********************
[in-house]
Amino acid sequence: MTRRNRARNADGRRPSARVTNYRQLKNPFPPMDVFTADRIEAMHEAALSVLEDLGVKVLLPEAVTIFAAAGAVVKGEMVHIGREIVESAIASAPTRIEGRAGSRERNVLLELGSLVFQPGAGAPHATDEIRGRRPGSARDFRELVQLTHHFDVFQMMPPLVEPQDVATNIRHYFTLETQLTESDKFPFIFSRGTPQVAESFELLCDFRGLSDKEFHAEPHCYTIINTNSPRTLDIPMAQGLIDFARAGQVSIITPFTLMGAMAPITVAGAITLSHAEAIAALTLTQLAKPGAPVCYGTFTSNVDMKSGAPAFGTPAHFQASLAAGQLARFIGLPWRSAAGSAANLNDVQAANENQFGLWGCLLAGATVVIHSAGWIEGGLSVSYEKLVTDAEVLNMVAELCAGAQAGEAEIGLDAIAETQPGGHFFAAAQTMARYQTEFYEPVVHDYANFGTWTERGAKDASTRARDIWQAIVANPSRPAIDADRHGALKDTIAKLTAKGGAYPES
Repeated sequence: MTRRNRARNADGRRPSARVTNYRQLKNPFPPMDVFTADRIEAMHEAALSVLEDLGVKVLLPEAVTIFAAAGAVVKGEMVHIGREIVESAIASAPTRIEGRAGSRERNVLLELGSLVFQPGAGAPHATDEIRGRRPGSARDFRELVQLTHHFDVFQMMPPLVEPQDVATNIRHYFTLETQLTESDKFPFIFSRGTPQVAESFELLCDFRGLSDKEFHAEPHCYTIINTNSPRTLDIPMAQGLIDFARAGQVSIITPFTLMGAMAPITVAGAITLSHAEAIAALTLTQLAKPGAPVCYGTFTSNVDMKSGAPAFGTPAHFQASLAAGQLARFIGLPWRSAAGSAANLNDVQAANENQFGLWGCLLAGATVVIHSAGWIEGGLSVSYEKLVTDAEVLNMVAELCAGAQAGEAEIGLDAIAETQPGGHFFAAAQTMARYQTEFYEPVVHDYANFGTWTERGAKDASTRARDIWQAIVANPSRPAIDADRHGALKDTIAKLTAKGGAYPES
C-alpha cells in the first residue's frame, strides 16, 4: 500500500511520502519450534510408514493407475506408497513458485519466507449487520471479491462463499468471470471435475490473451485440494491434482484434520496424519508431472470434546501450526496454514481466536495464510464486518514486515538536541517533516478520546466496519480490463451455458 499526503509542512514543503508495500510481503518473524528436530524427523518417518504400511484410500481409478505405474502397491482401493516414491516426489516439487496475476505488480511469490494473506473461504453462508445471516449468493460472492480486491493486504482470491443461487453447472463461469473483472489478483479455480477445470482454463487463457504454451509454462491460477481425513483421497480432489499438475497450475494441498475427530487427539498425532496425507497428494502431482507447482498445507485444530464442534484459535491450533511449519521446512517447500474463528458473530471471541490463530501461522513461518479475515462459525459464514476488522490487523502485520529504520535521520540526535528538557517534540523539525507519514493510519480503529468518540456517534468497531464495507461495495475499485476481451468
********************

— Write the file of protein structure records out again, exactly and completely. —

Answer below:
[in-house]
Amino acid sequence: MTRRNRARNADGRRPSARVTNYRQLKNPFPPMDVFTADRIEAMHEAALSVLEDLGVKVLLPEAVTIFAAAGAVVKGEMVHIGREIVESAIASAPTRIEGRAGSRERNVLLELGSLVFQPGAGAPHATDEIRGRRPGSARDFRELVQLTHHFDVFQMMPPLVEPQDVATNIRHYFTLETQLTESDKFPFIFSRGTPQVAESFELLCDFRGLSDKEFHAEPHCYTIINTNSPRTLDIPMAQGLIDFARAGQVSIITPFTLMGAMAPITVAGAITLSHAEAIAALTLTQLAKPGAPVCYGTFTSNVDMKSGAPAFGTPAHFQASLAAGQLARFIGLPWRSAAGSAANLNDVQAANENQFGLWGCLLAGATVVIHSAGWIEGGLSVSYEKLVTDAEVLNMVAELCAGAQAGEAEIGLDAIAETQPGGHFFAAAQTMARYQTEFYEPVVHDYANFGTWTERGAKDASTRARDIWQAIVANPSRPAIDADRHGALKDTIAKLTAKGGAYPES
Repeated sequence: MTRRNRARNADGRRPSARVTNYRQLKNPFPPMDVFTADRIEAMHEAALSVLEDLGVKVLLPEAVTIFAAAGAVVKGEMVHIGREIVESAIASAPTRIEGRAGSRERNVLLELGSLVFQPGAGAPHATDEIRGRRPGSARDFRELVQLTHHFDVFQMMPPLVEPQDVATNIRHYFTLETQLTESDKFPFIFSRGTPQVAESFELLCDFRGLSDKEFHAEPHCYTIINTNSPRTLDIPMAQGLIDFARAGQVSIITPFTLMGAMAPITVAGAITLSHAEAIAALTLTQLAKPGAPVCYGTFTSNVDMKSGAPAFGTPAHFQASLAAGQLARFIGLPWRSAAGSAANLNDVQAANENQFGLWGCLLAGATVVIHSAGWIEGGLSVSYEKLVTDAEVLNMVAELCAGAQAGEAEIGLDAIAETQPGGHFFAAAQTMARYQTEFYEPVVHDYANFGTWTERGAKDASTRARDIWQAIVANPSRPAIDADRHGALKDTIAKLTAKGGAYPES
C-alpha cells in the first residue's frame, strides 16, 4: 500500500511520502519450534510408514493407475506408497513458485519466507449487520471479491462463499468471470471435475490473451485440494491434482484434520496424519508431472470434546501450526496454514481466536495464510464486518514486515538536541517533516478520546466496519480490463451455458 499526503509542512514543503508495500510481503518473524528436530524427523518417518504400511484410500481409478505405474502397491482401493516414491516426489516439487496475476505488480511469490494473506473461504453462508445471516449468493460472492480486491493486504482470491443461487453447472463461469473483472489478483479455480477445470482454463487463457504454451509454462491460477481425513483421497480432489499438475497450475494441498475427530487427539498425532496425507497428494502431482507447482498445507485444530464442534484459535491450533511449519521446512517447500474463528458473530471471541490463530501461522513461518479475515462459525459464514476488522490487523502485520529504520535521520540526535528538557517534540523539525507519514493510519480503529468518540456517534468497531464495507461495495475499485476481451468